A condition called tinnitus is surprisingly common. People with tinnitus usually report ringing, buzzing, humming or whistling sounds in one or both ears. Tinnitus is at the very least annoying but, for some sufferers, it is very distressing.
Tinnitus is not a disease and is rarely a sign of a serious, earrelated condition. However, if tinnitus persists for any length of time, you should consult your doctor. Tinnitus can affect people of any age and statistics show that approximately one third of all adults report some degree of tinnitus.
Hearing problems are quite common after a head or brain injury because the inner ear is directly connected to the central nervous system. People often experience hearing tinnitus or hearing loss after a head injury, but problems such as hyperacusis (normal situations seem loud); difficulty filtering one set of sounds from background noise; and auditory agnosia (pure word deafness, i.e. being unable to recognise the meaning of certain sounds) can also occur.
In most cases, these hearing problems will usually disappear with several days or weeks of an injury, although they can last indefinitely. It is usually recommended that anyone experiencing a traumatic head injury be evaluated by an audiologist, even if their hearing appears to be fine.
Working in a noisy environment can cause permanent hearing damage. This can be gradual hearing loss or damage caused by a sudden, extremely loud noise. This damage can affect your ability to understand speech, keep up with conversations or use the phone. It is also common for people who work in noisy environments to development tinnitus.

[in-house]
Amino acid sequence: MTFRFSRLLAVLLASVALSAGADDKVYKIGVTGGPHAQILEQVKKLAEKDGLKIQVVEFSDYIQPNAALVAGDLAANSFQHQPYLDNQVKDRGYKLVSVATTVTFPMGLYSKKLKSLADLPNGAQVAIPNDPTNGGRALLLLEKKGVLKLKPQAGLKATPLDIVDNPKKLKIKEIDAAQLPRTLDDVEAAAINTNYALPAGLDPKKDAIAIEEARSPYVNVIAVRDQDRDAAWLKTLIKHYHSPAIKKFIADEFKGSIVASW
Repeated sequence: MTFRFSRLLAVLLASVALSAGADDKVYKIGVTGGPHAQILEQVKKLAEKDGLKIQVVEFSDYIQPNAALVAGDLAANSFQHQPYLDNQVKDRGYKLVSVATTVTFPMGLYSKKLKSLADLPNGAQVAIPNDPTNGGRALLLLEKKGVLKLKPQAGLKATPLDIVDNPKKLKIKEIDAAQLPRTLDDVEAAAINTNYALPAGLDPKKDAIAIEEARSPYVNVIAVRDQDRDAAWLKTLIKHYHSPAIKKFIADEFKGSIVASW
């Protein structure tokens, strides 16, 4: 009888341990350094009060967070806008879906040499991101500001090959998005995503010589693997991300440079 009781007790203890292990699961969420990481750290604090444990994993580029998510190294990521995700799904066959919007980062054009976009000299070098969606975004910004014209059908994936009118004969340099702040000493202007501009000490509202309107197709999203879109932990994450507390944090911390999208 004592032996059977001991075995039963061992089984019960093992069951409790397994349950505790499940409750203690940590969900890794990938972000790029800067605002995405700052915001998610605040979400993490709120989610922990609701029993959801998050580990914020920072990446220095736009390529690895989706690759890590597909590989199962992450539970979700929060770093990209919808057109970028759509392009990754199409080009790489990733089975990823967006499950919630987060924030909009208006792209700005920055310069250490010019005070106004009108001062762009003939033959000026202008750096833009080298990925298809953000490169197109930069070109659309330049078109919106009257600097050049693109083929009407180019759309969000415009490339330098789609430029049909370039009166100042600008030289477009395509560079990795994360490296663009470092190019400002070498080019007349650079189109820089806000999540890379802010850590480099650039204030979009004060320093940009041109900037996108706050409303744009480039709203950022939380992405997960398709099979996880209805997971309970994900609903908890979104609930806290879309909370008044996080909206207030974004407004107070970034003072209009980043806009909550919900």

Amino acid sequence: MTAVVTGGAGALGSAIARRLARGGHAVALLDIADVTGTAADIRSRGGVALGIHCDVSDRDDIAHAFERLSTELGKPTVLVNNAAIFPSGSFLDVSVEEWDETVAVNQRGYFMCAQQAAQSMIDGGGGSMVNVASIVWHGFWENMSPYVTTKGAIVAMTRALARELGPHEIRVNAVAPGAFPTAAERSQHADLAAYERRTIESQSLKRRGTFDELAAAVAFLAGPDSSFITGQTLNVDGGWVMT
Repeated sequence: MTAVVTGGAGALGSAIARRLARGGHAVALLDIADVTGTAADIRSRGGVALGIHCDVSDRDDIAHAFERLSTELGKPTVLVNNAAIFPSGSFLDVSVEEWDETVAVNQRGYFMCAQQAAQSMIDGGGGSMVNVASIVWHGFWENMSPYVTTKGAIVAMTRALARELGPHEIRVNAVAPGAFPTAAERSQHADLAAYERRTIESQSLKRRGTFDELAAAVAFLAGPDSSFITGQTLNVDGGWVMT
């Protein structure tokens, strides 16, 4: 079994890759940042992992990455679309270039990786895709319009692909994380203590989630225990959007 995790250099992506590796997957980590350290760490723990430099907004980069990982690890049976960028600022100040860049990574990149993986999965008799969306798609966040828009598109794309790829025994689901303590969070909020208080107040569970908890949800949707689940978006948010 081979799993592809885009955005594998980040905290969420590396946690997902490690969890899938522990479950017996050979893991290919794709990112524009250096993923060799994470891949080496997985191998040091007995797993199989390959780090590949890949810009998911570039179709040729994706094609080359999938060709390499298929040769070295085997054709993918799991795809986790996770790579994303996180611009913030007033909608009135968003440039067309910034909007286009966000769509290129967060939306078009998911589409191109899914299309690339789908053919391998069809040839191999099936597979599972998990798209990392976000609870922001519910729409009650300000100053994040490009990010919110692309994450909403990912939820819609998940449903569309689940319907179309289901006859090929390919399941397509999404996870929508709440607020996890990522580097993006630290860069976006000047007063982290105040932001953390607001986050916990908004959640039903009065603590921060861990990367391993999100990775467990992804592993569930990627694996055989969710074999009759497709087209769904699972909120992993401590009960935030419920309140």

To protect you from the risks of working in a noisy environment, the Control of Noise at Work Regulations 2005 requires employers to take action to reduce the noise exposure and to provide you with personal hearing protection. They must also ensure that the legal limits on noise exposure are not exceeded, maintain and ensure the use of equipment to control noise risks, monitor your hearing ability, and provide you with information, instruction and training to ensure you know what steps you can take to protect your hearing in the workplace.
You can find out more about safeguarding your hearing in noisy work environments, through the Health and Safety Executive (www.hse.gov.uk).
All newborns are given a hearing test before they leave hospital or in the first few weeks at home - either by your GP, midwife or health visitor - under the Newborn Hearing Screening Programme.
A small number of babies are born with a hearing loss and the screening test allows for potential problems to be identified as early as possible. This can be very important for their later development as well as giving you access to the support and information you need should there prove to be a problem.
The screening test cannot harm your baby in any way - it is very quick and usually carried out while your child is asleep. A trained hearing screener or your health visitor will place a soft tipped earpiece in the outer part of your baby's ear, which sends clicking sounds down the ear. When an ear receives a sound, the inner part - known as the cochlea - usually produces an echo. Using a computer, the screener can see how your baby's ears respond to the sound; this is call the Otoacoustic Emissions test (OAE) - it only takes a few minutes to complete and you can stay with your baby while it is done. You will be given the results of the hearing test straight away.